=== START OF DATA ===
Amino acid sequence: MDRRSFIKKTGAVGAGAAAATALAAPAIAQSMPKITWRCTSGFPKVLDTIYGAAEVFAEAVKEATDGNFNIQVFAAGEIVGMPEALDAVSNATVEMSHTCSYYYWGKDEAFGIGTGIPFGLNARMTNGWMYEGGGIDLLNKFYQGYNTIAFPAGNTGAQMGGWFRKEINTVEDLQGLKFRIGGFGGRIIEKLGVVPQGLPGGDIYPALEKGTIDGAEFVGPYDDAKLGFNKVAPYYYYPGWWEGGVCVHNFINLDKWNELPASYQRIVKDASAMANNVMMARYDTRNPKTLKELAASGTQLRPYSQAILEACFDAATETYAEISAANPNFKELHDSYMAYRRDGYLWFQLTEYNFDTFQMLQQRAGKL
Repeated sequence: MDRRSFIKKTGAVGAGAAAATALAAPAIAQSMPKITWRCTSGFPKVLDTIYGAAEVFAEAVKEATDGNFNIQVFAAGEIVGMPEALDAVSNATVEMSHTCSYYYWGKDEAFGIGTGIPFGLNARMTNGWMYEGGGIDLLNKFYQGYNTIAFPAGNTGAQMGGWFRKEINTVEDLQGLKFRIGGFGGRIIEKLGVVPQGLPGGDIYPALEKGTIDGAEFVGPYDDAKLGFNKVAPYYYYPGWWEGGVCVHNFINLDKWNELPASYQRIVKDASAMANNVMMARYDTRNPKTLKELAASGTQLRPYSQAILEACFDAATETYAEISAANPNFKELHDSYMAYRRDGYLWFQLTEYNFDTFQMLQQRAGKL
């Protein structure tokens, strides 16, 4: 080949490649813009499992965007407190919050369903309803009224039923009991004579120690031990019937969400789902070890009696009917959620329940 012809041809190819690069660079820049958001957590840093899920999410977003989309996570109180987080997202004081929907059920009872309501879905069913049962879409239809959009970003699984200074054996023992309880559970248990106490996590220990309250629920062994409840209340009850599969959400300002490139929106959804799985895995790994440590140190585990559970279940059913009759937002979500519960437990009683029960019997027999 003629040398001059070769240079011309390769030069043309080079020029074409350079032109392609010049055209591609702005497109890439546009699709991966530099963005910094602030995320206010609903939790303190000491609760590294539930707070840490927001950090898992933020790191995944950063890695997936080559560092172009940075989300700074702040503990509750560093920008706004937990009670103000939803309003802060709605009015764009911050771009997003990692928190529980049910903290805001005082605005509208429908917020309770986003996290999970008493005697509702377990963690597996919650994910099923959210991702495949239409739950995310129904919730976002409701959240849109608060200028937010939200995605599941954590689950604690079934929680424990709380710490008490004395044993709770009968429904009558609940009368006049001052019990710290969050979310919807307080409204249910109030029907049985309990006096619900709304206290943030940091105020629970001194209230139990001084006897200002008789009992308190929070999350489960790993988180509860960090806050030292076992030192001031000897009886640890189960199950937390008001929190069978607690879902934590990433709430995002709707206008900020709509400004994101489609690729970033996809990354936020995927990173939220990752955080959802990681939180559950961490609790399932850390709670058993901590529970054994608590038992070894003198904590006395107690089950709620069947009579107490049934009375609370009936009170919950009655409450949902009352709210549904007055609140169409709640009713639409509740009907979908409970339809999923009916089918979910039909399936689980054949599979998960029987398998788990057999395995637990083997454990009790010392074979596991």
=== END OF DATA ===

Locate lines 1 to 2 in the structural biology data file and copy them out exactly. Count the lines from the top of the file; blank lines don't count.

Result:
Amino acid sequence: MDRRSFIKKTGAVGAGAAAATALAAPAIAQSMPKITWRCTSGFPKVLDTIYGAAEVFAEAVKEATDGNFNIQVFAAGEIVGMPEALDAVSNATVEMSHTCSYYYWGKDEAFGIGTGIPFGLNARMTNGWMYEGGGIDLLNKFYQGYNTIAFPAGNTGAQMGGWFRKEINTVEDLQGLKFRIGGFGGRIIEKLGVVPQGLPGGDIYPALEKGTIDGAEFVGPYDDAKLGFNKVAPYYYYPGWWEGGVCVHNFINLDKWNELPASYQRIVKDASAMANNVMMARYDTRNPKTLKELAASGTQLRPYSQAILEACFDAATETYAEISAANPNFKELHDSYMAYRRDGYLWFQLTEYNFDTFQMLQQRAGKL
Repeated sequence: MDRRSFIKKTGAVGAGAAAATALAAPAIAQSMPKITWRCTSGFPKVLDTIYGAAEVFAEAVKEATDGNFNIQVFAAGEIVGMPEALDAVSNATVEMSHTCSYYYWGKDEAFGIGTGIPFGLNARMTNGWMYEGGGIDLLNKFYQGYNTIAFPAGNTGAQMGGWFRKEINTVEDLQGLKFRIGGFGGRIIEKLGVVPQGLPGGDIYPALEKGTIDGAEFVGPYDDAKLGFNKVAPYYYYPGWWEGGVCVHNFINLDKWNELPASYQRIVKDASAMANNVMMARYDTRNPKTLKELAASGTQLRPYSQAILEACFDAATETYAEISAANPNFKELHDSYMAYRRDGYLWFQLTEYNFDTFQMLQQRAGKL